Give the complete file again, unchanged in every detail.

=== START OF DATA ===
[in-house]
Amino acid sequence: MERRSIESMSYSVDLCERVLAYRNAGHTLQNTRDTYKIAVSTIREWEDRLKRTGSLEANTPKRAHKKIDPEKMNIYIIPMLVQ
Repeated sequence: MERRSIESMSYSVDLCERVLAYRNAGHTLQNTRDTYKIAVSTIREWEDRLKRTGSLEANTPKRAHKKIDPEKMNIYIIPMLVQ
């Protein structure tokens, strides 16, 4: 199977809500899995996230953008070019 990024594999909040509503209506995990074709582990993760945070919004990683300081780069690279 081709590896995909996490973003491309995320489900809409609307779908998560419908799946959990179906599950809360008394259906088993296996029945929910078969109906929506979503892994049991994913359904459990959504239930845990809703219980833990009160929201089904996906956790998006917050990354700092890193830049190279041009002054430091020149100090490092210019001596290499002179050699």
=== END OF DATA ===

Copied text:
[in-house]
Amino acid sequence: MERRSIESMSYSVDLCERVLAYRNAGHTLQNTRDTYKIAVSTIREWEDRLKRTGSLEANTPKRAHKKIDPEKMNIYIIPMLVQ
Repeated sequence: MERRSIESMSYSVDLCERVLAYRNAGHTLQNTRDTYKIAVSTIREWEDRLKRTGSLEANTPKRAHKKIDPEKMNIYIIPMLVQ
């Protein structure tokens, strides 16, 4: 199977809500899995996230953008070019 990024594999909040509503209506995990074709582990993760945070919004990683300081780069690279 081709590896995909996490973003491309995320489900809409609307779908998560419908799946959990179906599950809360008394259906088993296996029945929910078969109906929506979503892994049991994913359904459990959504239930845990809703219980833990009160929201089904996906956790998006917050990354700092890193830049190279041009002054430091020149100090490092210019001596290499002179050699």